News Flash


Posted on: October 1, 2019

Meet the Artists Open House

Artist in Residence

Saturdays, October 19 and 26 from 9:00-10:30

The Hingham Public Library is very pleased to be launching an Artist-in-Residence pilot program connecting the arts with literature. Children ages 5-10 and their families are invited to meet the inaugural artists, Nikki Hu and Guy Van Duser, at our October open houses and sign up for the Artist-in-Residence series, which will begin in January.

Choreographer Nikki Hu and musician Guy Van Duser are master teaching artists who are noted for bringing book subjects to life through dancing and music. Nikki likes to tell children that dancing is like "talking without words," and she regards heartfelt dancing to be a form of communication that opens the heart and uplifts the spirit. At the open house Nikki will work with children to present The Dance of Ten Movements, attributed to Japanese dancer Michio Ito, which Nikki has adapted into a dance for children, set to Guy's beautiful original music.

This Artist-in-Residence pilot program honors the memory of Dr. Jane Murphy Gaughan and is funded by the Harold and Avis Goldstein Charitable Trust.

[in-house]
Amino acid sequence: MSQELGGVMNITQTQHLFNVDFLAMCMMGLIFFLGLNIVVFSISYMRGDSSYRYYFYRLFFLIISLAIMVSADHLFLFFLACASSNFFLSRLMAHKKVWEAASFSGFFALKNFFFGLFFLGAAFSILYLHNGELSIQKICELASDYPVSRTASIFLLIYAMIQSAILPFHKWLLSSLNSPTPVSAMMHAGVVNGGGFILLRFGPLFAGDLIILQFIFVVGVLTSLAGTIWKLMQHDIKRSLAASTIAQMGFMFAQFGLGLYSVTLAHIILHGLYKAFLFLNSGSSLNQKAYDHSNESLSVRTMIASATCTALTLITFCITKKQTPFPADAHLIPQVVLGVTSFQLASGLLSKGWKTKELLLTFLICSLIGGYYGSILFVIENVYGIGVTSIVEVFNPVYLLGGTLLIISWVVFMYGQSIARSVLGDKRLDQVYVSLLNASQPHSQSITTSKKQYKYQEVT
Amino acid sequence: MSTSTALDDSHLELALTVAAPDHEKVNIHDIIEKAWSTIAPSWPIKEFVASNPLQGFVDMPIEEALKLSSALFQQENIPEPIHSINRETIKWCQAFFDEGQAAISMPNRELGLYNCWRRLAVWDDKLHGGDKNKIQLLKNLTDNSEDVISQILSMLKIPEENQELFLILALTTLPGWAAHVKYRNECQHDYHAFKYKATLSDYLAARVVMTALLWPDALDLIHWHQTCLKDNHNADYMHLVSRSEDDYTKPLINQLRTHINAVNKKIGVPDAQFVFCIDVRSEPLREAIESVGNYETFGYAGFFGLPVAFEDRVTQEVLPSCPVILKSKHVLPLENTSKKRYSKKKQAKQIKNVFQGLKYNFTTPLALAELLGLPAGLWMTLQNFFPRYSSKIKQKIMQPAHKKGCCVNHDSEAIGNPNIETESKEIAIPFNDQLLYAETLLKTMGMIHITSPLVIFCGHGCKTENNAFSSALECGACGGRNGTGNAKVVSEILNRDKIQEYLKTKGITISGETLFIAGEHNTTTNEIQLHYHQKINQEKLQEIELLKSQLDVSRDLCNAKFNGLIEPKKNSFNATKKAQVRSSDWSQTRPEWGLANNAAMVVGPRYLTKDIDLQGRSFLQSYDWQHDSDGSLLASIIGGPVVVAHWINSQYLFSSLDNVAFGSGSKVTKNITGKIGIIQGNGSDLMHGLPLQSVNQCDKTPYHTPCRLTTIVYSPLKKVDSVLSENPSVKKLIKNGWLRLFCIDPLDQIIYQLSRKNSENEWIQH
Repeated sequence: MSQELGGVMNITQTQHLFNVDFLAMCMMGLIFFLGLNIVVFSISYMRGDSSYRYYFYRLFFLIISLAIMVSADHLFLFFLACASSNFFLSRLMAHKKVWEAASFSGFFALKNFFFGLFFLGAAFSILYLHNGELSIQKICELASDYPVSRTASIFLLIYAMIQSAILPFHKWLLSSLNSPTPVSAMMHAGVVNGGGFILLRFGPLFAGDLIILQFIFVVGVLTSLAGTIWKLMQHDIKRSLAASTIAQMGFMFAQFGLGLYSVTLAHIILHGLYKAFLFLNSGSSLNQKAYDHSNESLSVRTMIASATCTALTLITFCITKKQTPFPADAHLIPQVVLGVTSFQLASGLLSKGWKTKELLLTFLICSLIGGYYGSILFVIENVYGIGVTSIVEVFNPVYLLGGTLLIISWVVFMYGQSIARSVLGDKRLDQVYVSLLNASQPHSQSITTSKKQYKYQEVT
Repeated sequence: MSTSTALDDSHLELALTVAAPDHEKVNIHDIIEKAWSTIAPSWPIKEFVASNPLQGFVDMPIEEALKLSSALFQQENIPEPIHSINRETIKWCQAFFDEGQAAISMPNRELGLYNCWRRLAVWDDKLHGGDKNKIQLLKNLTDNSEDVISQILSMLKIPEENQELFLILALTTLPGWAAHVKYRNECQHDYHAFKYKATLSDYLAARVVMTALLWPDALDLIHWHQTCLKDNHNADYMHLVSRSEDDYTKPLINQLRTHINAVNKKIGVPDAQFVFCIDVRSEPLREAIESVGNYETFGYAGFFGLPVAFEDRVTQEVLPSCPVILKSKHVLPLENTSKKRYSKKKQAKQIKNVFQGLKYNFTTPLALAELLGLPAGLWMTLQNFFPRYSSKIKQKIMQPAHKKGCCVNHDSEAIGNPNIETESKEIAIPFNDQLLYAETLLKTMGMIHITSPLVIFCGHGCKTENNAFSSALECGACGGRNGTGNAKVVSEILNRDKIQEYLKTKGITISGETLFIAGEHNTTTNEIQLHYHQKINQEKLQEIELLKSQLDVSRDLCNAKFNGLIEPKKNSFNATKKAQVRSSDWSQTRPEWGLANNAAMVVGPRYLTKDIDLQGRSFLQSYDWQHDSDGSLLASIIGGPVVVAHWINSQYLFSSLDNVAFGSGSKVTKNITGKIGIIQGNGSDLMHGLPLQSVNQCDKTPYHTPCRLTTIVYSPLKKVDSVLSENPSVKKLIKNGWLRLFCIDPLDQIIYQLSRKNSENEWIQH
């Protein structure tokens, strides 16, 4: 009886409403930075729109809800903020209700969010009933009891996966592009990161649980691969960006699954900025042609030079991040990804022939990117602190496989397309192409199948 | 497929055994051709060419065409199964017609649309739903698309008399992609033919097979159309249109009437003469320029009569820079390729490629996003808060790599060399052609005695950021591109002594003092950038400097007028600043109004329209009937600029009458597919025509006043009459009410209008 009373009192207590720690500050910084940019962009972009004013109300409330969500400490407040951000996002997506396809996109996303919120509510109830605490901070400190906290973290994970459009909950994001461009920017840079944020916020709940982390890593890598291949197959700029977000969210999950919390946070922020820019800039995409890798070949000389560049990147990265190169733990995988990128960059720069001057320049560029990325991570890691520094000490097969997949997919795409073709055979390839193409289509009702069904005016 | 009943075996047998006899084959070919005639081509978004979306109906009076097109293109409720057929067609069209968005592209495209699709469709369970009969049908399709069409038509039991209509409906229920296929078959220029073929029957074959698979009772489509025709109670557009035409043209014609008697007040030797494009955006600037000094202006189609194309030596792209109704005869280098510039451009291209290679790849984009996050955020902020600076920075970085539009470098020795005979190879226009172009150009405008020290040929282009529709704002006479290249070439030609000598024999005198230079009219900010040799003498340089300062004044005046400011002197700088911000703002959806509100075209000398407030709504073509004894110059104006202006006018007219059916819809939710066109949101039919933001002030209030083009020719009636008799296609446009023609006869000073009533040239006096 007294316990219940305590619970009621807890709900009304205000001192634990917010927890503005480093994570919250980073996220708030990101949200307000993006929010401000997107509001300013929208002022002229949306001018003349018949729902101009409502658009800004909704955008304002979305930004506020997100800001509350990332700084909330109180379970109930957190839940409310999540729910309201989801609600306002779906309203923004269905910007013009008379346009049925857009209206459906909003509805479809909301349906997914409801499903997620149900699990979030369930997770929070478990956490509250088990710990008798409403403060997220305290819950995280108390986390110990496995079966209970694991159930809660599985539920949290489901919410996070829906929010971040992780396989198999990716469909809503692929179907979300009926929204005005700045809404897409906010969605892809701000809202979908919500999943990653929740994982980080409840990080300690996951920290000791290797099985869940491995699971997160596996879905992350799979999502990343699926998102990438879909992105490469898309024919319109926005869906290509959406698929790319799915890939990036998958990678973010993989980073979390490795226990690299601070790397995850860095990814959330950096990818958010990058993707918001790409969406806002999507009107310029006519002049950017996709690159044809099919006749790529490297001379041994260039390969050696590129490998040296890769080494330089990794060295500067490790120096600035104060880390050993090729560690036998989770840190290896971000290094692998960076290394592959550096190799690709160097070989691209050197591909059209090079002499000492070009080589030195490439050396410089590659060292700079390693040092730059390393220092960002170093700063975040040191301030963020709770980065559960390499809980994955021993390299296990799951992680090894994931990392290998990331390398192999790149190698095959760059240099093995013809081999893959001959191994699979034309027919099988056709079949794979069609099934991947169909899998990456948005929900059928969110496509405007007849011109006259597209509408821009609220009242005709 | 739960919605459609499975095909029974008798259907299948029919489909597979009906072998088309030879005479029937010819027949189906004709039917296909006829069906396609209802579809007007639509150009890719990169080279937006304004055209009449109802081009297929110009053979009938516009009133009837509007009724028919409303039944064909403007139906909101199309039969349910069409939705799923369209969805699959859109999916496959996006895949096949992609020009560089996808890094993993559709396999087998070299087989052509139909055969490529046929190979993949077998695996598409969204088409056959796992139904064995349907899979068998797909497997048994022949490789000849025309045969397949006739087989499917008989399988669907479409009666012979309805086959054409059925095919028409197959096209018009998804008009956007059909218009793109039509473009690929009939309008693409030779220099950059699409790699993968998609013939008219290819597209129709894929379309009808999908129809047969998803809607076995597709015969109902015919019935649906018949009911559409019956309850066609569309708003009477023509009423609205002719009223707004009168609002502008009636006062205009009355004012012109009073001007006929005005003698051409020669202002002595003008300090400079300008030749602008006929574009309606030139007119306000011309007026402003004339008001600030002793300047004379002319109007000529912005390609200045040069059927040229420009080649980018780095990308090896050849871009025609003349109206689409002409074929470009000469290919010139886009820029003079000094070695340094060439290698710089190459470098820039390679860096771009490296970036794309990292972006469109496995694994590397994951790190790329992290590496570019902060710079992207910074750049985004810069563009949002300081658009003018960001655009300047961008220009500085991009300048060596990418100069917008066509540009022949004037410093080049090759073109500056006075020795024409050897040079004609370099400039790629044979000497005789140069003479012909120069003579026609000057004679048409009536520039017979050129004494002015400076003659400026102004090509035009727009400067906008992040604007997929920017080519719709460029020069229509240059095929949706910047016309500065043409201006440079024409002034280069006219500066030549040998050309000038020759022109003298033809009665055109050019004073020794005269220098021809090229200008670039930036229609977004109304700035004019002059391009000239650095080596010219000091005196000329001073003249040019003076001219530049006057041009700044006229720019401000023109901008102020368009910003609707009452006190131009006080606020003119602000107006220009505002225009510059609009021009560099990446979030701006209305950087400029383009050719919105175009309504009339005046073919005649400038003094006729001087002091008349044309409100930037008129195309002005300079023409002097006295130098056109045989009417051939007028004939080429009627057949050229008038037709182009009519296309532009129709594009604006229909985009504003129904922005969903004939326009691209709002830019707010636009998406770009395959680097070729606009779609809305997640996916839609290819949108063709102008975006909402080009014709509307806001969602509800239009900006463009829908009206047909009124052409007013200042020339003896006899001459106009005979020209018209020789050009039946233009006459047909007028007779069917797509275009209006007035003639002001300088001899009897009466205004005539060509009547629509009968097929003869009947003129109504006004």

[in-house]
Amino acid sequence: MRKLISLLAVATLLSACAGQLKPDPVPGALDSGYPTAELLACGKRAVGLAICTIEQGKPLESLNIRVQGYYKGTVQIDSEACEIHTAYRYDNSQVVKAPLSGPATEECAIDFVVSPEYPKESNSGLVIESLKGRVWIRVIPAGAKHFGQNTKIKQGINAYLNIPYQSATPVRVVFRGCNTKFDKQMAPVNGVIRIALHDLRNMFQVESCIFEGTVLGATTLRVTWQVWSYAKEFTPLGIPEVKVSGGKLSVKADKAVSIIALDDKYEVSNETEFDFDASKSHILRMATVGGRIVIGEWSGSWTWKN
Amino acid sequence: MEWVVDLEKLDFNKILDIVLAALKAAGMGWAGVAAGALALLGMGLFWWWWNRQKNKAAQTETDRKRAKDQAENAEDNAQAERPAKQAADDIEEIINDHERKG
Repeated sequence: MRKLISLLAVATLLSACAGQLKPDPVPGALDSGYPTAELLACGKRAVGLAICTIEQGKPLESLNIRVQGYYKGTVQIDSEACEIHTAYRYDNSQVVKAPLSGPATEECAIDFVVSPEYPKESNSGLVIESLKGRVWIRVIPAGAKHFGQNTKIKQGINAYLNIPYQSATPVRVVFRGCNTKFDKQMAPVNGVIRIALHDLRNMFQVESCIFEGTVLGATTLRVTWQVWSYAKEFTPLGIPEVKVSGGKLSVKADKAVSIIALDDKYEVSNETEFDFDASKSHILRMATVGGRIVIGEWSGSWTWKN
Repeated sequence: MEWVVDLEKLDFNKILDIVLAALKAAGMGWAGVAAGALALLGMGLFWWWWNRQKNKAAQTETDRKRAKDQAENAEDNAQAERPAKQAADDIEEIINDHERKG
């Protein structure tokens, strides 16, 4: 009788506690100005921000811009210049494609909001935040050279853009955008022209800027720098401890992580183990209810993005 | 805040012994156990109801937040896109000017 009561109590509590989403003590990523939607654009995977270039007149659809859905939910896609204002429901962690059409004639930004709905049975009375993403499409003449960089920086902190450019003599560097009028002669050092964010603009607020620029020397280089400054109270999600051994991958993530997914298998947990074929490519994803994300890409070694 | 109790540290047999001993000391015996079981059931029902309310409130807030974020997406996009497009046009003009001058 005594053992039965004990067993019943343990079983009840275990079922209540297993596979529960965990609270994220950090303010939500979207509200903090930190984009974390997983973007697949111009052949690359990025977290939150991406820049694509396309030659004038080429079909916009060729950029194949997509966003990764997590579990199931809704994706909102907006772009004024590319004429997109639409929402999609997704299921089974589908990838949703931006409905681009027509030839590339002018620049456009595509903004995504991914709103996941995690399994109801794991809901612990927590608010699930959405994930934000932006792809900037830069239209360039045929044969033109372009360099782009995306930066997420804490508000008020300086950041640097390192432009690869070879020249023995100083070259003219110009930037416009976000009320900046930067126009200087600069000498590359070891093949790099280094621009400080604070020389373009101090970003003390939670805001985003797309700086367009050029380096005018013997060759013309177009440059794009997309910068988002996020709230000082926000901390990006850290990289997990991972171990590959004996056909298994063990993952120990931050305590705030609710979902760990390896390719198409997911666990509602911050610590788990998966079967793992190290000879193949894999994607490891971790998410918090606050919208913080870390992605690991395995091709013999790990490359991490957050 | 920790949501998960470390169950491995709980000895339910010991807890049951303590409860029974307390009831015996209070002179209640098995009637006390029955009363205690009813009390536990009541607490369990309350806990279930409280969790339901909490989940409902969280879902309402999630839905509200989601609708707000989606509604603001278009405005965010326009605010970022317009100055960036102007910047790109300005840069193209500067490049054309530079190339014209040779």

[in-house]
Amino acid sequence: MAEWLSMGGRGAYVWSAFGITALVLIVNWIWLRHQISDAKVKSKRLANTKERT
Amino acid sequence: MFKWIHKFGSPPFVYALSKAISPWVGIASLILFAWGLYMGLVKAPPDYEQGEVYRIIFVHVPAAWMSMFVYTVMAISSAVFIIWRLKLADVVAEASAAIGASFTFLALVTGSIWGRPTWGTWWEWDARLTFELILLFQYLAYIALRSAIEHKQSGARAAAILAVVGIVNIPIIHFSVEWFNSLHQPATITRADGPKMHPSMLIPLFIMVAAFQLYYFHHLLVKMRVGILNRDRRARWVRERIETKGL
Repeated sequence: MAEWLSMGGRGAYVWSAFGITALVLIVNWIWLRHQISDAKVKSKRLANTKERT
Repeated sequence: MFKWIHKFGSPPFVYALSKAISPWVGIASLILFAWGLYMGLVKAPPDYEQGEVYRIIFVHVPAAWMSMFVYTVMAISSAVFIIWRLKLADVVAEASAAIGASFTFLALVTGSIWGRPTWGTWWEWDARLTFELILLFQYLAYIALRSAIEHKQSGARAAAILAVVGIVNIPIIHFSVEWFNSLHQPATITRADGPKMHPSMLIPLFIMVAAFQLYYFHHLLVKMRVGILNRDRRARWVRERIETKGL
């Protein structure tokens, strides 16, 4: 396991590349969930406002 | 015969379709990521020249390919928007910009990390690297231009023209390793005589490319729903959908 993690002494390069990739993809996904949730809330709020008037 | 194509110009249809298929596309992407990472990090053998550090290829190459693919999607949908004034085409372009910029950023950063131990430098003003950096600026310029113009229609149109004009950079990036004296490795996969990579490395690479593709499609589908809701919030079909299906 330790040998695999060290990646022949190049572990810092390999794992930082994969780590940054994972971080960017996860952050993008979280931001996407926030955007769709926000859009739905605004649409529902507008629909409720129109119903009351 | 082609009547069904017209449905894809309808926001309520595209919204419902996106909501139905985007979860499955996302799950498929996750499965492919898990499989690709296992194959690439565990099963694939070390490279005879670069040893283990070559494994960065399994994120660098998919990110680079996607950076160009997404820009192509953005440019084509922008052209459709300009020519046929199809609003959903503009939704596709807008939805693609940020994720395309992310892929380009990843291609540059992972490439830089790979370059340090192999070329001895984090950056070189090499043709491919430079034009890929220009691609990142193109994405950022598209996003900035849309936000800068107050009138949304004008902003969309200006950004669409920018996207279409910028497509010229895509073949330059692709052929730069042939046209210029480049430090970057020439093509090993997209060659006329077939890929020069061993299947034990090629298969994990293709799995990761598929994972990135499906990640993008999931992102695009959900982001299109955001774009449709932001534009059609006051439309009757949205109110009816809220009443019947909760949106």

Jane Murphy Gaughan was an extraordinary educator who had a special gift of connecting concepts, people, resources and institutions together in grand style for the best educational outcomes. She worked as a teacher for gifted and talented students in Quincy and earned a master's degree from Boston College. She spent 3 years working at the Martin Luther King School in Roxbury where she became an advocate and advisor for many students. She became the librarian at East School in the early 1970's and went on to earn her doctorate at UMass Boston.

Jane had a long relationship with the Hingham Public Schools beginning with her post as librarian and continuing with consulting on projects such as Night Sky/Day Sky, Bring Out the Bugs, and the multi-year fourth grade China Trade Project, a study of the ancient culture. One of the artists-in-residence for the Project, Richard Lewis of New York, wrote this about Jane after her recent passing: "I consider working with of my most memorable and satisfying teaching experiences. She exemplified the meaning of collaboration and the degree it can inspire and endure and impact children and teachers over generations. She was indeed, in the fullest sense, the moonlight shining."

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